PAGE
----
Plans to reform Labour's historic link with the trade unions will be debated by the party's national executive today amid warnings the changes are "not a done deal".
Under the proposals, the electoral college system for leadership elections - which gives a third of the votes each to the unions, rank and file party members, and MPs and MEPs - will be scrapped for a system of one member, one vote.
Individual trade unionists will no longer be automatically affiliated through the payment of the political levy by their union, but they will be able to take part in elections if they choose to join a new category of affiliated members for a fee of just £3. Labour leader Ed Miliband called for reforms last year following a row over union involvement in the selection of a Labour candidate in Falkirk.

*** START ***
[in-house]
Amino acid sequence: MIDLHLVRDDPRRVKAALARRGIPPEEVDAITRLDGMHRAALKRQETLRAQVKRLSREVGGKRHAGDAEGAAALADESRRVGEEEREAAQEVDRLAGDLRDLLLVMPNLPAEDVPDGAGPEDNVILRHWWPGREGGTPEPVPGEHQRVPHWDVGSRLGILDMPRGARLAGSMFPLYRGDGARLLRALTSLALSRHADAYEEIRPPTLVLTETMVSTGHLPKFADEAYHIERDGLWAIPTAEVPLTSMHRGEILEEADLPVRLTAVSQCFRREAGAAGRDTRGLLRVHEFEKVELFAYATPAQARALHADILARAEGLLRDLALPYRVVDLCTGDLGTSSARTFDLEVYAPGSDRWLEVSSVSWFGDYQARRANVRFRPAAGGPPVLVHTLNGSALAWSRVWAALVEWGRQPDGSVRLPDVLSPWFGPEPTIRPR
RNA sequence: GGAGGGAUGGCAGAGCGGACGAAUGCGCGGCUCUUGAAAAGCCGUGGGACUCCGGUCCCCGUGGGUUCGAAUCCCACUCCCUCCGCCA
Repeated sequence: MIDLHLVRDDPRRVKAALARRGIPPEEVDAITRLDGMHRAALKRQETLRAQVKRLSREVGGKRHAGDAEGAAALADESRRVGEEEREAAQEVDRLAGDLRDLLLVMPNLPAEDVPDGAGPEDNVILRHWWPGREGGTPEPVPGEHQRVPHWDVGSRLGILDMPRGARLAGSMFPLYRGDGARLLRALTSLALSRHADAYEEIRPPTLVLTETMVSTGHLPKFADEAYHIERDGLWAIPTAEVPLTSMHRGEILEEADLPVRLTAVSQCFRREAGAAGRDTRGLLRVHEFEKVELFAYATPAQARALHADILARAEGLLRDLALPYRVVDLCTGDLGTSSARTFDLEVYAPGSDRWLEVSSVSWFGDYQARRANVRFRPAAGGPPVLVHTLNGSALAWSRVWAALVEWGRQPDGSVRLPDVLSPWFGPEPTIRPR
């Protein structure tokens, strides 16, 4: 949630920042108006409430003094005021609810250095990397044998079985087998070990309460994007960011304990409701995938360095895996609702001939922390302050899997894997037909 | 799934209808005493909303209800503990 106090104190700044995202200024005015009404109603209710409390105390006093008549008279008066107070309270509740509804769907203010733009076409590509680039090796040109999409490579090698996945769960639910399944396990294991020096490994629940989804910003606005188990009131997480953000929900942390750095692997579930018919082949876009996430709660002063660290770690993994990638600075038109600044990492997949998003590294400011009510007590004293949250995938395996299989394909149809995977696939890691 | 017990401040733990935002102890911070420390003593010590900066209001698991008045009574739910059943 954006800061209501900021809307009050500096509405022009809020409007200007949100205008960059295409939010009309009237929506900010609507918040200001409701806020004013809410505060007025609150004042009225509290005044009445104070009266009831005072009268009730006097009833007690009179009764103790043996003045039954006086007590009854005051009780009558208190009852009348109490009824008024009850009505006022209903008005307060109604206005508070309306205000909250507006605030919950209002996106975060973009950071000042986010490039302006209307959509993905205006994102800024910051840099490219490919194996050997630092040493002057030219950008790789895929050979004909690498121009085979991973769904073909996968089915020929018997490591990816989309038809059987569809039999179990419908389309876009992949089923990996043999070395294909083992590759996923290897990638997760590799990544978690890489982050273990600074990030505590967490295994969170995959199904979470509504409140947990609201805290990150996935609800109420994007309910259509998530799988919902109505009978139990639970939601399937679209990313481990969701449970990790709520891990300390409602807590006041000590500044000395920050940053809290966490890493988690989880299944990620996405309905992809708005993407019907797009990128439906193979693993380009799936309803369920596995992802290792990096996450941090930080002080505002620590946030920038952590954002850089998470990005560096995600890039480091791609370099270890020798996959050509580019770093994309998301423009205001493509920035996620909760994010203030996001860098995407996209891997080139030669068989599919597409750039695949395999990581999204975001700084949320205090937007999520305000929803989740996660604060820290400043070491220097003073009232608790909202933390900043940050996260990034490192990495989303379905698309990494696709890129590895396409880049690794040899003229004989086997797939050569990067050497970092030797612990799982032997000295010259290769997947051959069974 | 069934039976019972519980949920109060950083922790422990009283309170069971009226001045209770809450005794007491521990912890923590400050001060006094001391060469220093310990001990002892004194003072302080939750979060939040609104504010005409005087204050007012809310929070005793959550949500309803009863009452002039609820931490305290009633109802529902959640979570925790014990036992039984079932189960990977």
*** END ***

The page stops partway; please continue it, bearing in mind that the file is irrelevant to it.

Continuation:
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Mr Miliband said: "This is about completing unfinished business from the past 20 years and creating a One Nation Labour Party built on the principle of one member, one vote. And it is about letting the people back into our politics: giving people a real choice and a real voice in our party; changing Labour so Labour can change our country."
A document drawn up by former Labour and union official Lord Collins will be debated by the national executive ahead of a special conference on March 1.
The Collins report reads: "Trade unions and other affiliates should continue to have a collective constitutional role inside party structures, but on a more transparent basis."